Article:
Addressing the impact of noncommunicable diseases


In the world today, more people live in urban than in rural communities, more people are overweight than are underweight, and more people die from noncommunicable diseases (NCDs) than from infections. In fact, NCDs are the biggest killer around the world, and in 2008 accounted for 63%—or 36 million—of the 57 million deaths globally.[1]

It is a misconception that NCDs are exclusively diseases of developed countries, as the burden of these diseases has been rising disproportionately within low- and middle-income countries (LMIC). In 2008, almost 80% of all NCD deaths—nearly 29 million—occurred in LMICs. [2] WHO has classified the four main disease types responsible for 80% of NCD deaths globally[3]:

  • cardiovascular disease (48% of NCD deaths)
  • cancer (21% of NCD deaths)
  • chronic respiratory disease (11% of NCD deaths)
  • diabetes (3.6% of NCD deaths)

As LMICs make strides in economic development and in reducing infectious disease and malnutrition, they have become increasingly vulnerable to NCDs and their significant socioeconomic consequences.

Noncommunicable diseases have an increasingly important impact on development both at home and abroad, primarily because unlike most acute infections, the chronic course of NCDs often impedes social and economic growth and upward mobility, thereby deepening inequalities.[4] Additionally, most NCDs share several common risk factors that not only present challenges to clinical management, but warrant an integrated health system, as opposed to the vertical program management of many infectious diseases.

How the global community approaches these challenges will determine the global health landscape for the years to come. JSI’s work has long centered on tackling the growing problem of NCDs and the inequities associated with them, both domestically and internationally.

Working within the United States, and with the priorities set by national and state governments, JSI has led over 60 programs aimed at addressing the NCD epidemic. From running the Massachusetts Smokers Helpline, the only publicly funded statewide tobacco cessation resource available, to the REACH Breast and Cervical Cancer project, a national, multi-level initiative in the CDC’s efforts to eliminate racial and ethnic health disparities, JSI has been developing effective, evidence-based solutions to the NCD epidemic.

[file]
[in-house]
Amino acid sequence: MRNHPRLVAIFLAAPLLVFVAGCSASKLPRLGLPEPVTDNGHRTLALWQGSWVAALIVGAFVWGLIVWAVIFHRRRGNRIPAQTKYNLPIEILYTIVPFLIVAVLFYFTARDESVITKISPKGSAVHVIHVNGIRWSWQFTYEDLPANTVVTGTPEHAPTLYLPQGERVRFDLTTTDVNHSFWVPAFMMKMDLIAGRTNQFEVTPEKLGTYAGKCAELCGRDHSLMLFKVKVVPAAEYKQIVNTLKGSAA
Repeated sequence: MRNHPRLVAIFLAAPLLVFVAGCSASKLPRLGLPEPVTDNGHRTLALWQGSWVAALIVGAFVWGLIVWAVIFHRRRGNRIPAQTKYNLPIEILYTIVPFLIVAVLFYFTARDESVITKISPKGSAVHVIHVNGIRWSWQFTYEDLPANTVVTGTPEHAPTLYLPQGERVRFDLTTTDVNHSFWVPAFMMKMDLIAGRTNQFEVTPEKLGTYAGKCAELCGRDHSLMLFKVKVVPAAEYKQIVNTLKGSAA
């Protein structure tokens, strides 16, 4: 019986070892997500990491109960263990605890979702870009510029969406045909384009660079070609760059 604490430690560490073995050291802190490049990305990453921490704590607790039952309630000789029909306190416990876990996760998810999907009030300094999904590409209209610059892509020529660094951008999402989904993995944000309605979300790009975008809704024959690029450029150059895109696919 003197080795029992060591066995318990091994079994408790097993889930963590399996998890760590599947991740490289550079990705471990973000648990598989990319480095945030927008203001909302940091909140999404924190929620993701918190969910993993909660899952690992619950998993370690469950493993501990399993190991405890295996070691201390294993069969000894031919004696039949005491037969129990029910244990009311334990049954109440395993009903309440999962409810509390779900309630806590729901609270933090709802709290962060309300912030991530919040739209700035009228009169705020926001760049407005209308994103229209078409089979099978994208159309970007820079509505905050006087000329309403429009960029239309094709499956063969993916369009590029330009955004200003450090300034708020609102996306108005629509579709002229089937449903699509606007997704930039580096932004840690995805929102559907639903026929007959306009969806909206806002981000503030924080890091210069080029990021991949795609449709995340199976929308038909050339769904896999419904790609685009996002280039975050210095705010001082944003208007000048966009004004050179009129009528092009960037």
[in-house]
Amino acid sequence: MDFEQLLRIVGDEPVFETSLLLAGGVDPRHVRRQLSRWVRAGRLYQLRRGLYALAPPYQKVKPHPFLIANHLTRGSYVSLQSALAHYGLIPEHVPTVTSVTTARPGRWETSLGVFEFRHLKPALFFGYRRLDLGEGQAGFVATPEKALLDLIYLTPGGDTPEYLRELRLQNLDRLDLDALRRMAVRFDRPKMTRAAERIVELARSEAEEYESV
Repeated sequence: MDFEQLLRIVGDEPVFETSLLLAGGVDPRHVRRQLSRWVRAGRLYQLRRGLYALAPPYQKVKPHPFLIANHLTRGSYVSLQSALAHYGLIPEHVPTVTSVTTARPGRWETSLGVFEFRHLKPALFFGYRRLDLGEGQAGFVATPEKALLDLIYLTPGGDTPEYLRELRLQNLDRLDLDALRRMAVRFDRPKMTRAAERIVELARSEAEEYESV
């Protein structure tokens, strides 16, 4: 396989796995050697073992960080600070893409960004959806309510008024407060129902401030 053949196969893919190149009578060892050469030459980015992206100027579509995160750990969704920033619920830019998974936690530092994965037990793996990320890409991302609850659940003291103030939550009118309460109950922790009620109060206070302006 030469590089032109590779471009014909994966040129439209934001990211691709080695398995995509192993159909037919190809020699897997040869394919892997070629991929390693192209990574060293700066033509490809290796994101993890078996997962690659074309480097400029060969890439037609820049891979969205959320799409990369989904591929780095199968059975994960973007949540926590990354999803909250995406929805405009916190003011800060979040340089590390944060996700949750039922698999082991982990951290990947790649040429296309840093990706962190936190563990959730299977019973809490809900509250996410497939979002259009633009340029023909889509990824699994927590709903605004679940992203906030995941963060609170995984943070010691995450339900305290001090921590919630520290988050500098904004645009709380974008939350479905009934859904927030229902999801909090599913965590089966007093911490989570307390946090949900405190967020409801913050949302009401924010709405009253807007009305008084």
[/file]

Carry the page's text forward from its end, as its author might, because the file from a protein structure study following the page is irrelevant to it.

These efforts extend internationally, where NCDs are expected to increase in the coming decades by 15% globally, and more than 20% in Africa, South-East Asia, and the Eastern Mediterranean. Even in Africa, a hold-out for infectious causes of mortality, NCDs are expected to surpass infections as the leading cause of death by 2030.[5]

JSI’s multi-faceted and integrated approach to mitigating NCDs internationally begins with education and health promotion—such as the cancer awareness campaigns on the Survive Project in the Republic of Georgia and JSI’s work with LIVESTRONG in South Africa and Mexico. It also includes re-thinking policy and public planning—similar to the ongoing multi-decade work that the JSI-led USAID | DELIVER PROJECT has done in supply chain management reform and strengthening.

Global attention for the issue is gaining momentum, and in May 2013, the 194 World Health Organization member states endorsed the 2013-2020 NCD Global Action Plan and the Global Monitoring Framework for NCDs at the World Health Assembly. The goal of this plan is to “reduce the preventable and avoidable burden of morbidity, mortality, and disability due to noncommunicable diseases by means of multisectoral collaboration and cooperation at national, regional, and global levels, so that populations reach the highest attainable standards of health and productivity at every age and those diseases are no longer a barrier to well-being or socioeconomic development.” [6]

The release of the proposed monitoring framework has laid a political commitment and data-driven foundation to tackle these diseases. Further, as the Sustained Development Goals (SDGs) are being defined, it is hoped that the prominence of NCDs will their mitigation a priority. JSI will continue to support these efforts in the United States and globally.

Learn more about noncommunicable diseases on


[1] Alwan A et al. Monitoring and surveillance of chronic noncommunicable diseases: progress and capacity in high-burden countries. The Lancet, 2010, 376:1861–1868.

[2] World Health Organization. Global status report on noncommunicable diseases (2010)

[3] World Health Organization. Package of essential noncommunicable (PEN) disease interventions for primary health care in low-resource settings (2010)

[5] The global burden of disease: 2004 update.  Geneva, World Health Organization, 2008.

[6] Follow-up to the Political Declaration of the High-level Meeting of the General Assembly on the Prevention and Control of Non-communicable Diseases; SIXTY-SIXTH WORLD HEALTH ASSEMBLY WHA66.10 Agenda item 13.1, 13.2; 27 May 2013


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